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The New Standard for Local Exhaust Ventilation
An Overview of ANSI Z9.2-2018
BY D. JEFF BURTON
Professional OEHS practice always follows recognized standards of practice—codes, regulations, standards, guidelines, NIOSH-approved methods, and so on. Why? Because when we follow recognized standards of practice we give ourselves the best chance of protecting the health and well-being of workers and occupants, applying and utilizing the most cost-effective compliance approaches, and avoiding legal liabilities. (The lawyers always ask, “Did you follow the standards of practice?”)

ANSI/ASSE Z9.2-2018, Fundamentals Governing the Design and Operation of Local Exhaust Ventilation (LEV) Systems, the most important standard of practice for LEV, was revised, updated, and reissued in July 2018. The 22,000-word standard is formatted in two columns: the left column presents the standard’s requirements, and the right column explains how to comply with the requirements. For the 2018 version, almost every section was revised and updated. The revision committee consisted of experts in the fields of OEHS and ventilation.  Does this standard affect you? If you are an OEHS professional, it likely does. LEV is found almost everywhere. Do you have a kitchen or cafeteria in your facilities? If you do, then LEV systems are probably there controlling ovens, dishwashers, and other kitchen equipment and operations. Do you have carpentry or metal shops? Labs? Medical facilities? Manufacturing activities? Maintenance shops? Painting facilities? Welding operations? LEV is almost always found in these locations. Also, standard requirements often refer to a “User,” a person responsible for implementing the standard’s requirements. In many cases, the User is either an OEHS professional like you and me, or a person who relies on us to assist them in complying with the standard.  Below are summaries of some important provisions of the new standard that every OEHS professional should know and follow. I have added a few comments in italics that show how and where we might be involved. SECTION 4, GENERAL REQUIREMENTS 4.1: Those designing, operating, maintaining, and testing LEV systems shall be qualified by training or experience to perform their jobs. OEHS professionals are often included in these functions. 4.2: Design and operation of LEV systems shall be based on the following baseline data: emission source behavior, air behavior in the space, and worker interaction with emission sources. We routinely gather this data. 4.3: LEV system designs, plans, and specifications shall be reviewed by industrial hygienists and other appropriate professionals before construction or installation begins. I will discuss this important OEHS function in a future article. 4.6: Exhaust volume flowrates and equipment sizes shall be selected to dilute air contaminants to an acceptable concentration throughout the exhaust system and at the exhaust outlet or stack. We often determine the “acceptable” concentrations. 4.9: LEV systems shall be provided with performance monitoring systems. Many Users of the standard rely on us for this function. SECTION 5, PLANT LAYOUT AND CONSTRUCTION REQUIREMENTS 5.4: Where tools, processes, or equipment generate different dusts, fumes, or vapors which could, if intermixed, result in a realistic health or explosion hazard, or corrosion, such contaminants shall be exhausted by separate exhaust ventilation systems. This has traditionally been a determination of OEHS professionals. SECTION 6, MAKEUP (REPLACEMENT) AIR SYSTEMS REQUIREMENTS 6.1: Air exhausted through an LEV system shall be replaced by a replacement air system. 6.6: The intake for the makeup air system shall be located so as to prevent the uptake of contaminants from exhaust systems, process vents, or other contaminant sources. We can easily assist in finding the best locations for air intakes. SECTION 7, EXHAUST HOOD REQUIREMENTS  We are often responsible for exhaust hoods.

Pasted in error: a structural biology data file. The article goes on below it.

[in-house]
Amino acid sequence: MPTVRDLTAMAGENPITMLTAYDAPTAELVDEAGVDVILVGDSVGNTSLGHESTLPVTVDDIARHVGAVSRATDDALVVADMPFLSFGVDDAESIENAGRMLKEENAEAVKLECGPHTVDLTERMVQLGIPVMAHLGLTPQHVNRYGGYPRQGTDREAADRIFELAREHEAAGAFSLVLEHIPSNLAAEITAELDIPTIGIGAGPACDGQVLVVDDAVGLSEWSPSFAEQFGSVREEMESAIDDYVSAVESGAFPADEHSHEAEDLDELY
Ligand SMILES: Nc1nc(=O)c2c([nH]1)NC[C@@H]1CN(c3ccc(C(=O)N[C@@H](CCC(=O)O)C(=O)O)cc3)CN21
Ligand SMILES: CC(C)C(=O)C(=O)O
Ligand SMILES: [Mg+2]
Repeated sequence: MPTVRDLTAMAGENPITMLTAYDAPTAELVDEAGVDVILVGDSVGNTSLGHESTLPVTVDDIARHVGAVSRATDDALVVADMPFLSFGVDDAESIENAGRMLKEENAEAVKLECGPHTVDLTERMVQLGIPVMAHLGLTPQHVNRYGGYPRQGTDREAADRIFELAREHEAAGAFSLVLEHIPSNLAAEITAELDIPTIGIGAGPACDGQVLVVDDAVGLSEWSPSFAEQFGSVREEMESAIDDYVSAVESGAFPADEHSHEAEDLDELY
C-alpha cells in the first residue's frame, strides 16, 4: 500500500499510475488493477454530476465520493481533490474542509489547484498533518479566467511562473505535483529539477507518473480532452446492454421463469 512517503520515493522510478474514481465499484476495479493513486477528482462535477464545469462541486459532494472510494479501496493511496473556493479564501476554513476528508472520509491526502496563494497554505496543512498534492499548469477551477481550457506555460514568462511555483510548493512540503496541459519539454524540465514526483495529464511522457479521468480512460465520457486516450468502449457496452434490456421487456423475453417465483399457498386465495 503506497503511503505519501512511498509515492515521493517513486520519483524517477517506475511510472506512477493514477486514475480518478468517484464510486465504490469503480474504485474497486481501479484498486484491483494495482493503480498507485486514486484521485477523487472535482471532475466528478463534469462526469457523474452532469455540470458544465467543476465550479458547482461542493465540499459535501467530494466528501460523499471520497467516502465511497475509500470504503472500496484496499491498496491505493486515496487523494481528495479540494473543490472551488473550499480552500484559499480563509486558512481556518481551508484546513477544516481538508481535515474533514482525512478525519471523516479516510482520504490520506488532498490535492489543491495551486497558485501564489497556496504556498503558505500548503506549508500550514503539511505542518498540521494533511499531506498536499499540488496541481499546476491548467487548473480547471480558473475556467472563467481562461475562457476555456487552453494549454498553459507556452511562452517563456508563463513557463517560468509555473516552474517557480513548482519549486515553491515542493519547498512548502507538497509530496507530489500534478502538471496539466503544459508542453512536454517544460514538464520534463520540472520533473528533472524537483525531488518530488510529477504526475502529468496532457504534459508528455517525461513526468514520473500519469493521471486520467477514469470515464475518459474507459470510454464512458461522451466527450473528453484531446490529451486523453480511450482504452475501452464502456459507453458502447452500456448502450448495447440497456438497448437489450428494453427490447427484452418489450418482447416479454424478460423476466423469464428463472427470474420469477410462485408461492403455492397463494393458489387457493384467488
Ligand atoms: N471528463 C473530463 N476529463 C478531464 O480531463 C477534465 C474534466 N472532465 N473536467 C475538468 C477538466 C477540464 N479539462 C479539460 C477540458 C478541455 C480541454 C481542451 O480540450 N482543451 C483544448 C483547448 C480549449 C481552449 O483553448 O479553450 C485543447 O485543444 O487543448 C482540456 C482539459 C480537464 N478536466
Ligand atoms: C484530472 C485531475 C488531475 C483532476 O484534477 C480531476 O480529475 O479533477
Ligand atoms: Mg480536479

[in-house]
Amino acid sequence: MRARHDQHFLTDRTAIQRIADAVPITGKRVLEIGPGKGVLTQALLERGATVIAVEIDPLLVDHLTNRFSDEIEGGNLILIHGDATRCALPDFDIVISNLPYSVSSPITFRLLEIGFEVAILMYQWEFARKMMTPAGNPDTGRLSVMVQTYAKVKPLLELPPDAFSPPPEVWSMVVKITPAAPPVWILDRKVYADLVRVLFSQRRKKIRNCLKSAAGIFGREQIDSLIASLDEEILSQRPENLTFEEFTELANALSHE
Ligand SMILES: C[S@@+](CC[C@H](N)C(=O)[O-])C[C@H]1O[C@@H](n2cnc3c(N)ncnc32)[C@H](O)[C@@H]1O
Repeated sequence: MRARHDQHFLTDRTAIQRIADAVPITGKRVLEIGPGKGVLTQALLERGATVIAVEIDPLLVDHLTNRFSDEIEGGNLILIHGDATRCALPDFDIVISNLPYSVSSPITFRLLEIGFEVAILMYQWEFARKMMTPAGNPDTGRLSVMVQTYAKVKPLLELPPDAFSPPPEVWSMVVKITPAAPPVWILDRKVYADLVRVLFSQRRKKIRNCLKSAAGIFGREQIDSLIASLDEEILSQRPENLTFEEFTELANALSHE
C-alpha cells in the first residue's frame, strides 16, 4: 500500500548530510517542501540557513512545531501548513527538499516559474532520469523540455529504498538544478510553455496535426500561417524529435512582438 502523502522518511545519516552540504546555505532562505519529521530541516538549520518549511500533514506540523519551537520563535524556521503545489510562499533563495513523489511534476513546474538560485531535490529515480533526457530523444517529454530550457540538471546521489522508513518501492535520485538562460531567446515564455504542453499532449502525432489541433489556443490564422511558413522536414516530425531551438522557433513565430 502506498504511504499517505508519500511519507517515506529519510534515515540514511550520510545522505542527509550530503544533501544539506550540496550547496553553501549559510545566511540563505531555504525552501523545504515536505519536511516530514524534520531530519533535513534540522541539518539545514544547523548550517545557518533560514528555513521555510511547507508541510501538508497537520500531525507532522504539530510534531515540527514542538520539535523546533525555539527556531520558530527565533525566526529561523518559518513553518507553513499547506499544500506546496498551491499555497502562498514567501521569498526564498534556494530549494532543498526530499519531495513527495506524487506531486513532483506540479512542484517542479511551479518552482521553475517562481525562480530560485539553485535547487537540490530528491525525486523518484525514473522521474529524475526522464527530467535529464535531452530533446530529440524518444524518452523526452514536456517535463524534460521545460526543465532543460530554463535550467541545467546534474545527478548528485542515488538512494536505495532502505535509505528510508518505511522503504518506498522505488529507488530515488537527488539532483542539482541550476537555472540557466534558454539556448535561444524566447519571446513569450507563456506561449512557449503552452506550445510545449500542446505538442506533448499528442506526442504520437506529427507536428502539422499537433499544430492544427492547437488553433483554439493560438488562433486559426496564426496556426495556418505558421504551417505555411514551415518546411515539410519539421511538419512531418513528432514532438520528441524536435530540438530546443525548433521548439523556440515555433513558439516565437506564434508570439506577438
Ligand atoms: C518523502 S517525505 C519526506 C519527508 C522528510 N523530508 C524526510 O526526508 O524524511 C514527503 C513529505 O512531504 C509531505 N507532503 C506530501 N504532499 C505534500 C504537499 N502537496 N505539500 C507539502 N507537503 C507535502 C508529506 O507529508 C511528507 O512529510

7.1: Exhaust hoods shall be selected, designed, constructed, operated, and maintained to provide control of routine and anticipated emissions.  7.3: Exhaust air flowrate selection shall be determined by capture, containment, and airflow requirements. 7.5: Exhaust hoods shall be equipped with continuous airflow monitoring systems, procedures, or devices.  7.6: Before routine use begins, exhaust hood performance shall be tested to assure that contaminant capture and containment performance meets the User’s requirements.
D. JEFF BURTON, MS-IH, PE (Former CIH, CSP), is an industrial hygiene engineer with broad experience in ventilation used for emission and exposure control. He is the author of many books and training courses, and is current chair of the ANSI Z9.2 and Z9.10 subcommittees. His full biography can be found on his website. He can be contacted via email. Send feedback to The Synergist.